Premier League chiefs will face a huge dilemma over how to distribute prize money if this season fails to reach a conclusion amid the ongoing coronavirus pandemic.
While the Premier League has expressed a collective eagerness to complete the season, UEFA's current deadline of June 30 for all domestic competitions to conclude means English football would need to return by mid-May if that target was to be met.
With the British government expected to introduce lockdown measures in the coming days in a bid to stem the spread of Covid-19 after a weekend that saw thousands of Britons fill parks and beaches despite advice to stay at home, the prospect of a return to football any time soon seems unlikely, with many Premier League clubs informing their players that they will not be expected to return to training until mid-April at the earliest.
Amid a growing expectation that the Italian Serie A season will be abandoned, English football may find itself alone in trying to finish their season and at some point, a vote from all 20 Premier League clubs may be required to decide whether to declare the season void.
Yet that would throw up a host of legal issues, with prize money among the points likely to be argued about by clubs that have played a different number of matches in the current campaign.
Liverpool topped the prize money charts last season as they pocketed £152,425,146, with the Anfield club just edging ahead of champions Manchester City (£150,986,355) courtesy of having three more live televised matches.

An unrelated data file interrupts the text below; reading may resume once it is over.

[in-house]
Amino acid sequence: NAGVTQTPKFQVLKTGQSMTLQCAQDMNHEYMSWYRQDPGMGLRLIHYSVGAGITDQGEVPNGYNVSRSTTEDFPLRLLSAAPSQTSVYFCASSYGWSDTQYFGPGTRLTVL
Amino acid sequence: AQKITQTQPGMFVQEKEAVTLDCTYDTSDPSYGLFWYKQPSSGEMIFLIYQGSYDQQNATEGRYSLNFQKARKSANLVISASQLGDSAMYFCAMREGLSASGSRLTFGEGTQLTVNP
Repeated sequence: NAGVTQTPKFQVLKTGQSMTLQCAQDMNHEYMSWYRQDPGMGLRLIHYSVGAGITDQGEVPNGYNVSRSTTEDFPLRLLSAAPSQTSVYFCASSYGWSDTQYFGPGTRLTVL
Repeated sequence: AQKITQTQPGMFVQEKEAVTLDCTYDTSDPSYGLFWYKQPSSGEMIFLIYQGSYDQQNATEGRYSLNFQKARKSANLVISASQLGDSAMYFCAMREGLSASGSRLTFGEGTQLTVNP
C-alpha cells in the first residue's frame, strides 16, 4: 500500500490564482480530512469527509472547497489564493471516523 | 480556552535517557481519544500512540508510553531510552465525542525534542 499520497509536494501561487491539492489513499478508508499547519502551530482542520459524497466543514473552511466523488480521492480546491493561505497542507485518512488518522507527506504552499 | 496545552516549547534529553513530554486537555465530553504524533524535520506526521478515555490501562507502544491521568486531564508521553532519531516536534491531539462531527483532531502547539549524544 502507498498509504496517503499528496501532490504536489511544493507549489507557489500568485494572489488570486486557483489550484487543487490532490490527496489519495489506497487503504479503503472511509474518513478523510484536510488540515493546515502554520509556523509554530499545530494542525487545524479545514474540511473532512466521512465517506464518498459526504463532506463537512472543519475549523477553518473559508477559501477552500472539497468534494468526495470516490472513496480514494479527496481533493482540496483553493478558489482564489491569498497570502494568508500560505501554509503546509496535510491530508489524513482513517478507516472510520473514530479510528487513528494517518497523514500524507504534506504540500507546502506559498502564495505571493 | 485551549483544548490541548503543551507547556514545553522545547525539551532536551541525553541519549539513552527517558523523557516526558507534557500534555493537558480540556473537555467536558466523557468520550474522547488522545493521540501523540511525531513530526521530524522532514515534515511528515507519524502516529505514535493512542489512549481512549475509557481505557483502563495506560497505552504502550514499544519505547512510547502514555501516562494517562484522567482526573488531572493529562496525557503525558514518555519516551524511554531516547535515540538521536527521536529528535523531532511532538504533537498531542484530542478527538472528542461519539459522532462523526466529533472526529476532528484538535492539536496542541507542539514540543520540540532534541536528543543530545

The team that wins the league collects £38,370,360 in a merit payment, with the runners-up receiving £36,451,842 and in the event of the season being voided, Premier League chiefs may be forced to award those payments based on current league positions.
Each Premier League team received £34,361,519 last season as a base figure, with additional payments of £42,184,608 from a lucrative set of international TV deals.
Commercial fees of £4,965,392 are added to their totals, before the number of TV games they are involved in and the end-of-season prize money payments are added up.
Gary Neville believes behind-close-doors matches could be a way to get the English football season finished, but he admits "a lot of things need to happen" before that prospect can become reality amid the ongoing pandemic.
Speaking to the BBC, The former Manchester United defender and Sky Sports pundit explained the problems which could arise with playing behind closed doors.
"I think at the moment the idea of behind closed doors idea has to come only after the health priority.
"My concern with behind closed doors football at the moment are: 'Will fans turn up outside the stadium? Will fans congregate outside the stadium if their team can get promoted or relegated or if they get into Europe?
"How are we going to stop that? How are the police going to man it?" Neville said. "How are the health services going to react to incidents that occur on the back of it?
"Do we need to put any more pressure on the services?"